-Regional Core. These cities may or may not be large, but they are certainly the most important in their neck of the woods. Almost everyone in the country has heard of them, but people in other parts of the country may not know much about them. Charlotte, San Antonio, Pittsburgh, New Orleans, and so on. They dominate a medium-sized state, or maybe just a small part of a larger state.
-Local Core. Not the most important city in its state, unless the state is small, but important enough to stand on its own. Providence, Cape Coral, Toledo, Chattanooga, and so on. If non-locals have heard about it, they don't know much beyond the name and location.
-Satellite. This is a suburb or otherwise completely dominated by a larger, nearby city. Cities like Newark, Arlington, or Fort Lauderdale.
-Special. This city is not an economic powerhouse, but it is known for something else that makes it noteworthy. For example, Ithaca would be Special-Education; Nashville would be Special-Music; Atlantic City would be Special-Gambling, Kiryas Joel would be Special-Cultural, Gettysburg would be Special-Historic, and so on. Obviously, nearly every city would fit into this category in some way, so this should be reserved for cities that are known almost exclusively for one thing. Since this is a spreadsheet, it should be limited to a single word.

I don't think it's imperative to have every city classified by size and importance right away; I just think it would be useful to keep track of these things sooner rather than later.
 
The MSA contains areas which are clearly separated from the urban agglomeration surrounding Cleveland, such as Medina, Lorain-Elyria, and Chardon. The associated CSA is termed the Cleveland-Akron-Canton CSA, which includes those three cities and also Sandusky, Ashtabula, Norwalk, and New Philadelphia, none of which would consider themselves part of Cleveland.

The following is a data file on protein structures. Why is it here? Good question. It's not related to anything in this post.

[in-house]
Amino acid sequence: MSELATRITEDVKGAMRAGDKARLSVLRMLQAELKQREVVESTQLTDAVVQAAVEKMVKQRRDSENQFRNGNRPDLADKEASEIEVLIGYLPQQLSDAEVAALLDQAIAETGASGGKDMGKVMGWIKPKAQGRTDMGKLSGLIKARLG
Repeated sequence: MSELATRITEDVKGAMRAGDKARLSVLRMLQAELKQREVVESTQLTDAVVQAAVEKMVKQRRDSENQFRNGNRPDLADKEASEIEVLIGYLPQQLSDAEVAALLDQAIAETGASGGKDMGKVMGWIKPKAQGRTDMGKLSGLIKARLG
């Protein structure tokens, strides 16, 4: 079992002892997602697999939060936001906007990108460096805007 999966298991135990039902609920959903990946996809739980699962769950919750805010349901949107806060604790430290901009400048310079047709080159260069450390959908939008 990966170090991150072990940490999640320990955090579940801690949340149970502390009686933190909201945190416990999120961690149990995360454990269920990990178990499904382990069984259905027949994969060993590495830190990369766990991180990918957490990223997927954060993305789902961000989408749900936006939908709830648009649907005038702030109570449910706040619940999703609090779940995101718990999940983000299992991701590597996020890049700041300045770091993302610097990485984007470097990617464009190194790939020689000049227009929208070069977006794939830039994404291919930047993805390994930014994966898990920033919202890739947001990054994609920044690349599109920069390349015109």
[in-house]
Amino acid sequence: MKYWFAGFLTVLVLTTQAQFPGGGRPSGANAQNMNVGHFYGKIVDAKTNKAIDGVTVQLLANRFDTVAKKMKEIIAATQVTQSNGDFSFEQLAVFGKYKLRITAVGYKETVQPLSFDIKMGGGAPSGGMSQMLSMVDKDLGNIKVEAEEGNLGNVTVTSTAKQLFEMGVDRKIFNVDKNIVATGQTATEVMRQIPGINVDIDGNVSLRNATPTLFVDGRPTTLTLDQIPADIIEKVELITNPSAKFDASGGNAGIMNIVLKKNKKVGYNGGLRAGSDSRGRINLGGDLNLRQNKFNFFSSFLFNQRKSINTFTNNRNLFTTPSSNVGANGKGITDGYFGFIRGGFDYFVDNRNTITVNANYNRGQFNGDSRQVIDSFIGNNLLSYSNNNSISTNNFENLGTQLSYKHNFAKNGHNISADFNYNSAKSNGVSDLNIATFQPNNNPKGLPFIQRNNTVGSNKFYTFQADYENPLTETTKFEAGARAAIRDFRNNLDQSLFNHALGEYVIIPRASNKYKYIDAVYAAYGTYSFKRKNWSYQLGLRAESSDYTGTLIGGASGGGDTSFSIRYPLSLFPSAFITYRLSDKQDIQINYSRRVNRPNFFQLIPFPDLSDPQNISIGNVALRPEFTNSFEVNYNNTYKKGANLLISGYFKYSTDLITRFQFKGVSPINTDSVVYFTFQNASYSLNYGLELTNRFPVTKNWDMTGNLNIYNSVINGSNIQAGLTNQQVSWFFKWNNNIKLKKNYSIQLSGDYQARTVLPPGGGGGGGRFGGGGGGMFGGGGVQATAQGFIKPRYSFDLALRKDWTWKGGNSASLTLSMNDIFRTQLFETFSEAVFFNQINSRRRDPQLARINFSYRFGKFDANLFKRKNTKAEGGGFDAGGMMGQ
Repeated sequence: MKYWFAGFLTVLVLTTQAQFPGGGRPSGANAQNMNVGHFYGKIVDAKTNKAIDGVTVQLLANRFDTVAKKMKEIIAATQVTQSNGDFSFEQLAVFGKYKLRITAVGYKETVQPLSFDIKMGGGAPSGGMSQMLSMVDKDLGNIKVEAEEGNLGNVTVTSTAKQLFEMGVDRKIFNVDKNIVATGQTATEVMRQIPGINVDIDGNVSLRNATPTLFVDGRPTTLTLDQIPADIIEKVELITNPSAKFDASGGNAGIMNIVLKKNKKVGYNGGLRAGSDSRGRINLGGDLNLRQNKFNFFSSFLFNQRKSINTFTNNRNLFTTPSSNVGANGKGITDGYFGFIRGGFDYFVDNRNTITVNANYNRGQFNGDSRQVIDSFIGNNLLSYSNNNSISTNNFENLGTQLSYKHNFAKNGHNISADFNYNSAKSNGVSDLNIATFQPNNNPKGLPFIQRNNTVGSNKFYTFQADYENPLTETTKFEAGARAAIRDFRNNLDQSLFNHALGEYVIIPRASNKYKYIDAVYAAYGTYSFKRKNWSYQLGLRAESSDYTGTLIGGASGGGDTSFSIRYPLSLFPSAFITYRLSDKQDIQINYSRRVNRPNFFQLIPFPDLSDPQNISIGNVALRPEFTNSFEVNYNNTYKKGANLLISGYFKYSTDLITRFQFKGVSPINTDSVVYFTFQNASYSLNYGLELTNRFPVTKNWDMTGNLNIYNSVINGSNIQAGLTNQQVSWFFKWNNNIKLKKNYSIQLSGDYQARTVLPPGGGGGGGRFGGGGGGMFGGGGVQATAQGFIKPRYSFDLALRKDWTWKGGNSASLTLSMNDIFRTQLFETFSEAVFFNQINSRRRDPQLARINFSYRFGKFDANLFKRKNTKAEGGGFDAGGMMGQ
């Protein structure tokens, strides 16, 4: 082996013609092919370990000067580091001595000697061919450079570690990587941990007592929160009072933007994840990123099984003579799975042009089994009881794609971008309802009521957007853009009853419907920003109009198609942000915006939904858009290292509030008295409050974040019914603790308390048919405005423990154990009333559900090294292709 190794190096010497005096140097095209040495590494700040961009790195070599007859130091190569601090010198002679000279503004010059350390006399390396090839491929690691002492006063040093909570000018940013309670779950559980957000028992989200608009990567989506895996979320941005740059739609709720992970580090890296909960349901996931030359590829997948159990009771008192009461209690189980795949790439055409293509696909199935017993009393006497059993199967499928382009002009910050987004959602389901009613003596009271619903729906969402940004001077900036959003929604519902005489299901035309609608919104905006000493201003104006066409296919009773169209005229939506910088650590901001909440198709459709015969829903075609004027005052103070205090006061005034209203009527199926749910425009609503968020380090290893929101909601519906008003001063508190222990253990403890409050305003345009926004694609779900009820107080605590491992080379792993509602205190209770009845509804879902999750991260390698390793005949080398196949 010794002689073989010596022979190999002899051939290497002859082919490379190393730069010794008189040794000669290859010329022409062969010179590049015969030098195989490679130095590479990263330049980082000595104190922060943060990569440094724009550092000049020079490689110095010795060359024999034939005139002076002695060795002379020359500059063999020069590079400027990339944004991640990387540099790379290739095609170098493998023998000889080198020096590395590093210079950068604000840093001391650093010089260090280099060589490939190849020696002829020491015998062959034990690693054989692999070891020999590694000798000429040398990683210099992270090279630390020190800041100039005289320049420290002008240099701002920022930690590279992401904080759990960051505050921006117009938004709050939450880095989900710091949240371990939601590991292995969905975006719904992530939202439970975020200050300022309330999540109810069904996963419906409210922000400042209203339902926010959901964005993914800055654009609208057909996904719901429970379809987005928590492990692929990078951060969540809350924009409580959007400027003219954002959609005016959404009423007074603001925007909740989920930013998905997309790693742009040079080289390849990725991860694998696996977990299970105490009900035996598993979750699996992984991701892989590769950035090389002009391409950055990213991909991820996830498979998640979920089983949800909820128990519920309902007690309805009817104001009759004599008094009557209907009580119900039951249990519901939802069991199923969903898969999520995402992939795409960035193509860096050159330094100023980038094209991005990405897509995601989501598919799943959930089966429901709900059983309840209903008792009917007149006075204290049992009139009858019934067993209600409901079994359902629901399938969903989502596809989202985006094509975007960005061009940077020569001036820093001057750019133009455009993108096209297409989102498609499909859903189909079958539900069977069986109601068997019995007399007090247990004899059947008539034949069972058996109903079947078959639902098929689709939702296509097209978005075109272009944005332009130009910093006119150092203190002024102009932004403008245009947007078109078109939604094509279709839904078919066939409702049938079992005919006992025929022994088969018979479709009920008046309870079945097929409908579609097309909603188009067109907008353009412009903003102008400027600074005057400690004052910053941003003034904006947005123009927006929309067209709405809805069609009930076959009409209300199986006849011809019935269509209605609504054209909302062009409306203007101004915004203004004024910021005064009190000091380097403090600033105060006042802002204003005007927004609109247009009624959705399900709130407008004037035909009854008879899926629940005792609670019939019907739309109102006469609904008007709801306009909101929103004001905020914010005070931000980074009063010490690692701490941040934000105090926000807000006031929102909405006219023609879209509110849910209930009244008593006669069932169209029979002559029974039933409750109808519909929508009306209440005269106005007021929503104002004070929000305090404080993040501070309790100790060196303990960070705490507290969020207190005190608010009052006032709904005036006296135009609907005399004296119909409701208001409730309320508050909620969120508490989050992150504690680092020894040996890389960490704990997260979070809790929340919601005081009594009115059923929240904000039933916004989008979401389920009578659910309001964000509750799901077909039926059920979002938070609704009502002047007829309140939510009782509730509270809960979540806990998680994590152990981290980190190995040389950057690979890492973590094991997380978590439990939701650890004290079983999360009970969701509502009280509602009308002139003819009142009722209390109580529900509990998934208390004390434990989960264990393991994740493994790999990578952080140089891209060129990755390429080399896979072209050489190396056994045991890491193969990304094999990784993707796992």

Good to know that MSAs can make as little sense in the small-county east as they do out here. In the West, we have enormous stretches of wilderness that are "metropolitan" because whatever agency refuses to split counties.

I think there ought to be a column giving a designation for each place. However, this can get quite unwieldy very quickly.
Gotta second the bolded part. I could see a whole lot of arguments arising over different place's OTL designations, let alone TTL.

There's this thing I've been thinking of doing for a while now, but I've never quite found the time. It'd be a rundown of major/notable cities of OTL with their equivalents ITTL. The "designations" you've been talking about would in some ways be covered: where they differed from OTL, I'd include a little note about it, and otherwise we just assume it's about the same. For less famous places, I might include a note about its OTL situation. This wouldn't be new content so much as a compilation of stuff that's scattered haphazardly across this thread and @False Dmitri's site. Also, I'd like to do it as a series of posts rather than a spreadsheet.

I don't have a huge amount of time right now, but the Gazetteer's sparked some inspiration. I might knock out the first few cities this weekend. I'm stuck at home either way, so why not :p.